A proposed recreational marijuana shop that would open in in what is currently a residential property on Washington Street in Codman Square was the subject of a public meeting held last Monday at the Great Hall. About 50 people, some of whom relayed their concerns about how the process was playing out, were in attendance to hear a presentation by representatives of the Grazin Group, which is co-owned by Cheryl Crawford and Stephen Suida.
They were joined by Mike Ross, the former Boston city councillor who represents them, and Derrick Small, a consultant and attorney, along with security consultant Daniel Linskey, a former superintendent-in-chief of the Boston Police Department.
Christine Brandao from the Mayor’s Office of Neighborhood Services facilitated the city-mandated session.
Crawford, who owns 51 percent of the business (Suida owns 49 percent), said that as a long-time Dorchester resident, she hopes to improve the community. “As I’ve grown up, I’ve supported this neighborhood, and I still live in this neighborhood. I do see, as we’re building movements in our community and throughout the state, the opportunity to be here and bring about economic empowerment.”
Although the property at 533 Washington St. is within an area that is zoned as a neighborhood shopping district, the house is on a plot of land that is zoned as residential. Grazin Group, which has a ten-year lease on the property, needs to win a conditional use permit from the city’s Zoning Board of Appeal (ZBA) to open a dispensary.
Ross, who noted that the team hopes to submit an application to the state early next year, called a community agreement a “starting block” for the team’s goal of getting a license. Roughly 3,500 square feet of the building’s 6,000 square feet would be carved out for adult retail use, which would be confined to the basement level, with entrances in the rear of the building and security surrounding the property, he said. The property also includes on-site parking for five cars, and is located along a heavily traveled bus route, and a few blocks away from the MBTA’s Shawmut station.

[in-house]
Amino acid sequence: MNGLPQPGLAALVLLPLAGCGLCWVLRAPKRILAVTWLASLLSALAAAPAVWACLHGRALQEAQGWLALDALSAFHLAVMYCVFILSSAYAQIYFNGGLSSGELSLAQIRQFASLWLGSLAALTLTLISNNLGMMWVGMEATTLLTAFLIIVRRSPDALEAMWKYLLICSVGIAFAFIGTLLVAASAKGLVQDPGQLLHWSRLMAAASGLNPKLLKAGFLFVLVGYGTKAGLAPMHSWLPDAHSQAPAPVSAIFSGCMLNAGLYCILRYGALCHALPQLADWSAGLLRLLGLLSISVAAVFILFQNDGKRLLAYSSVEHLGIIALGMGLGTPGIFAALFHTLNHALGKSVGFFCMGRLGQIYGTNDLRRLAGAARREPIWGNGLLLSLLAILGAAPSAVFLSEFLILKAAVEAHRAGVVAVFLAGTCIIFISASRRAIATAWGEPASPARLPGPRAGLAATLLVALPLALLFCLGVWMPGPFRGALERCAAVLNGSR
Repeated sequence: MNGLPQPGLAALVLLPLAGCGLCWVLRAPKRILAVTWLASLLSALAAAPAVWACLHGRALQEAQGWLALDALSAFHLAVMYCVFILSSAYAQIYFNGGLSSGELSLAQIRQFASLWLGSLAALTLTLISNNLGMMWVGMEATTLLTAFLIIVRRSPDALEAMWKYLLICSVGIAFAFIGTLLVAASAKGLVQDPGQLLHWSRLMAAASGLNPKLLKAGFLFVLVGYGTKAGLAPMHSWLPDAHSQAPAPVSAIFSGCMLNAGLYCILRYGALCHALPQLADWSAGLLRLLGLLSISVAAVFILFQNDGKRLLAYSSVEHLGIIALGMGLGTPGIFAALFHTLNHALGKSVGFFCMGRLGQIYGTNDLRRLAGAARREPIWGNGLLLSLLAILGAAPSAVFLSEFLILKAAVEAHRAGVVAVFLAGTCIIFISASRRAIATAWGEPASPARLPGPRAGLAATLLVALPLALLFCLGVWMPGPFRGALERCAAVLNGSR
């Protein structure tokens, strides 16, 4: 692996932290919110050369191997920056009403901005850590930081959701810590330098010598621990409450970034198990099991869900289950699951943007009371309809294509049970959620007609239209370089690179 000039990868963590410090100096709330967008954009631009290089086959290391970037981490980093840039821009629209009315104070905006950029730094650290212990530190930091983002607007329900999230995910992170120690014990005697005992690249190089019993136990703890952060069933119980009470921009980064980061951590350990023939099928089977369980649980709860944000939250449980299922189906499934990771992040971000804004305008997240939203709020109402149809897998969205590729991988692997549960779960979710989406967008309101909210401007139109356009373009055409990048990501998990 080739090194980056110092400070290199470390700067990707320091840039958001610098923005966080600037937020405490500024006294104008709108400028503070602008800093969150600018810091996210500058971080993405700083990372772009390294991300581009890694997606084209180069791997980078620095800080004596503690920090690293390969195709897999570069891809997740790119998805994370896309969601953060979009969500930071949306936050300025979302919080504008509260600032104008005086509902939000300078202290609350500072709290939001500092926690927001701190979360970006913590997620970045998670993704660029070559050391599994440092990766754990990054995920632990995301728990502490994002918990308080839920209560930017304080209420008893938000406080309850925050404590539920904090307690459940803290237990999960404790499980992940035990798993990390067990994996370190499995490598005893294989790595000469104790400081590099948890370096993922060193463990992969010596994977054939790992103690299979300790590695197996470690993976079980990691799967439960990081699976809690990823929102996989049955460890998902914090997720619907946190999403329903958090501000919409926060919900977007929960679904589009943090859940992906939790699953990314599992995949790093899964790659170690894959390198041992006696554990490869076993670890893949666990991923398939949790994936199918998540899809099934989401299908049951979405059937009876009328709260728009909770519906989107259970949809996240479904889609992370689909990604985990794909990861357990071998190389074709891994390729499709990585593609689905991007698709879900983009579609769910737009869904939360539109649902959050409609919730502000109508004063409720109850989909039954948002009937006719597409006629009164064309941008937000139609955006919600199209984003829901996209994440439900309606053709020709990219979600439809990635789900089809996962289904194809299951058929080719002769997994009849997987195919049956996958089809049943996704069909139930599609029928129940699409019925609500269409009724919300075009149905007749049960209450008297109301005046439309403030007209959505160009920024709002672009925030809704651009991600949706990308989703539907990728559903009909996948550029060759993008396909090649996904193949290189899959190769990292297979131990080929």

The Grazin team said there would be opportunities to consider “educational programs” on the first floor to teach customers about marijuana use.
The proposed hours of operation would be 10 a.m. to 10 p.m., seven days a week, with 15-30 customers expected per hour. Ross said that the facility would be accessible to individuals with disabilities, and include ample room for queuing inside. Delivery trucks would be expected at the store about two to three times weekly.
Since recreational cannabis use was legalized in 2016, only two marijuana dispensaries have opened in Boston. The team from Grazin said that this will change very soon, as many vendors are proposing shops all around the city and state.
“As these start to fill out, Boston is supposed to have 52 total,” said Ross. “Ideally, every neighborhood is going to have two or three ... The idea is that people won’t have to drive out of their neighborhood to fill their prescriptions. That’s eventually what’s going to happen with the industry.” He added that the owners intend to hire locally.
“There are six-figure jobs in this industry, to be sure,” Ross said. The business would create 15-25 positions. The company would also be required to honor a community agreement, pay 23 percent in taxes to the city, and make charitable contributions.